The British women’s gymnastics team at the 1948 London Olympics. This is a few decades before the Soviet and Romanian gymnasts popularised young girls competing at Olympic level (a change that is being reversed again now, helped along by raised age requirements).
After twelve years and the interruption of the Second World War, the Olympic Games were restored when they were opened in London on the 29th of July, 1948. Some 85 000 people packed Wembley Stadium on a brilliantly sunny day, and a speech was made*:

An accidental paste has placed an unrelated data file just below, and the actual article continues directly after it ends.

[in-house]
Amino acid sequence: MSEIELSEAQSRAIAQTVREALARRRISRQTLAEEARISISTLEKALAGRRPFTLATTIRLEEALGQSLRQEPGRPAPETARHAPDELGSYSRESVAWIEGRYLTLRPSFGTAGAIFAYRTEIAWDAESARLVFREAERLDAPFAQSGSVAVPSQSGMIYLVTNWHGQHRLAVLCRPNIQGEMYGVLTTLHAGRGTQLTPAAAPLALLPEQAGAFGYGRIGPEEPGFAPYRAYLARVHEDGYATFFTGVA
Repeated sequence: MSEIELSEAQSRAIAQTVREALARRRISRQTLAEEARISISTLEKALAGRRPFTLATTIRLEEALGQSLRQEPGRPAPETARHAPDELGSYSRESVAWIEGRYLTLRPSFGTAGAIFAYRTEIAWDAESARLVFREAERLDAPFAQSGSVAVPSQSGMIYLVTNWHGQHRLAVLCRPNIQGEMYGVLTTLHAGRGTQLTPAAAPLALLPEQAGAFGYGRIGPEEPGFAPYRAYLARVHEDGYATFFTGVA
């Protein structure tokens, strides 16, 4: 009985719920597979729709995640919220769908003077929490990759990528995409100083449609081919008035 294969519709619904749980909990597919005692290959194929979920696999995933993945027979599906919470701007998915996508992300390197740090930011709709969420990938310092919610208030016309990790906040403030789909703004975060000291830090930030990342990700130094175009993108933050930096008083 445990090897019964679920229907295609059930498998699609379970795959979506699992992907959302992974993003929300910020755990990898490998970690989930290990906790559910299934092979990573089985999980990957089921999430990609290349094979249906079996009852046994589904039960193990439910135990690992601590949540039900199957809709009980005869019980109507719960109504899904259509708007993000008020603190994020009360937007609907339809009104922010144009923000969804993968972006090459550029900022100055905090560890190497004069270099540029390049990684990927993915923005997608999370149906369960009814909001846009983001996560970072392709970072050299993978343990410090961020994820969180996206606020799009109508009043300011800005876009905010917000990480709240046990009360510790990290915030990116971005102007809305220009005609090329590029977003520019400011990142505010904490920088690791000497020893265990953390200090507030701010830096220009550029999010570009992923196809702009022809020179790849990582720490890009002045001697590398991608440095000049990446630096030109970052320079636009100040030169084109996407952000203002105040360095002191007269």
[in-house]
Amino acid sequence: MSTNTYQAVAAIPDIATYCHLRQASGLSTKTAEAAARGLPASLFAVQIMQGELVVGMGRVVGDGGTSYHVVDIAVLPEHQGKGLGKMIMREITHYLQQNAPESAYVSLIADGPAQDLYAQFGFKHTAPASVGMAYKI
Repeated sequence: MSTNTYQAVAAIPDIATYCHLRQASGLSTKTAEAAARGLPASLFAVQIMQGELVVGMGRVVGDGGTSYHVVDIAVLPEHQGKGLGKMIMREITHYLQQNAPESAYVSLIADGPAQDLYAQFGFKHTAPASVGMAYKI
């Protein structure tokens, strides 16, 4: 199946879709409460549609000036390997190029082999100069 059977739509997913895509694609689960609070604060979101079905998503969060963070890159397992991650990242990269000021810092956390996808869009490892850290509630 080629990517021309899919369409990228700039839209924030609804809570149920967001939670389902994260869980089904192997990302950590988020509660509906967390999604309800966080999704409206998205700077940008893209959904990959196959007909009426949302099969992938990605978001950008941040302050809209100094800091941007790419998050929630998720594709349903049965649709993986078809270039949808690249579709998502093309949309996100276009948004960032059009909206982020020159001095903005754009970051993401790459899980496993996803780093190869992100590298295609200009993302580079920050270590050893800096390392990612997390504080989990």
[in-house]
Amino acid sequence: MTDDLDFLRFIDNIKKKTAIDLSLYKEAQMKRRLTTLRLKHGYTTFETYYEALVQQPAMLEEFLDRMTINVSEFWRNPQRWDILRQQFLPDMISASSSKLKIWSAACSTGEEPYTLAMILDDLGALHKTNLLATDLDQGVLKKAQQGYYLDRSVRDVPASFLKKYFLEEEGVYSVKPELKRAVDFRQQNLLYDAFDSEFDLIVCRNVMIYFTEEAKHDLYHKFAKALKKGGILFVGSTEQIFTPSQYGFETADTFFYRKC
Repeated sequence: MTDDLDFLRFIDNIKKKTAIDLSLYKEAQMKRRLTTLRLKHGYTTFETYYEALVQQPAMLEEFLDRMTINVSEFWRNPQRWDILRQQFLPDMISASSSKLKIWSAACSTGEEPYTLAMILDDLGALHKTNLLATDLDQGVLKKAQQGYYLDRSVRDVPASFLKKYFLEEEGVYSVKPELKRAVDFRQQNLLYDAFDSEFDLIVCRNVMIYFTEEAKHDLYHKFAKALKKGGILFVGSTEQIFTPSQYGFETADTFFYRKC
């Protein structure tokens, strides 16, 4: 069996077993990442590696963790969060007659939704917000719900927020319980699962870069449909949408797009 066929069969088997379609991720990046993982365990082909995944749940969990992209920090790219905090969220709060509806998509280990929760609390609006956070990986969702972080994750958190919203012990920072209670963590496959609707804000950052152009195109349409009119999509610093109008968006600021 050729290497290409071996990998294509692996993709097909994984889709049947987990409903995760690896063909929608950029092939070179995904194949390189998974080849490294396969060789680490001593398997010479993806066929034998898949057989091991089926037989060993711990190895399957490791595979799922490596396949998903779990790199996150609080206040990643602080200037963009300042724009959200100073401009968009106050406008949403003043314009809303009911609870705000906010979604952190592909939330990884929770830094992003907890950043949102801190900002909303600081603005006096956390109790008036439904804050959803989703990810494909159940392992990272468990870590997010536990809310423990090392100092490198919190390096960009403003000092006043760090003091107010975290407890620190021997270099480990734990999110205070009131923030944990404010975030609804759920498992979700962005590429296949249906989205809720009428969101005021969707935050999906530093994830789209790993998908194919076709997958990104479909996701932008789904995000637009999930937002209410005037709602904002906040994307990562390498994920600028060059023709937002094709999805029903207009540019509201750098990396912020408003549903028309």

Your Majesty: The hour has struck. A visionary dream has today become a glorious reality. At the end of the worldwide struggle in 1945, many institutions and associations were found to have withered and only the strongest had survived. How, many wondered, had the great Olympic Movement prospered?
While fifty-nine countries sent competitors, Germany and Japan were not allowed to participate, and German forced labour was used to construct some of the facilities.
The Soviet Union chose not to send any representatives.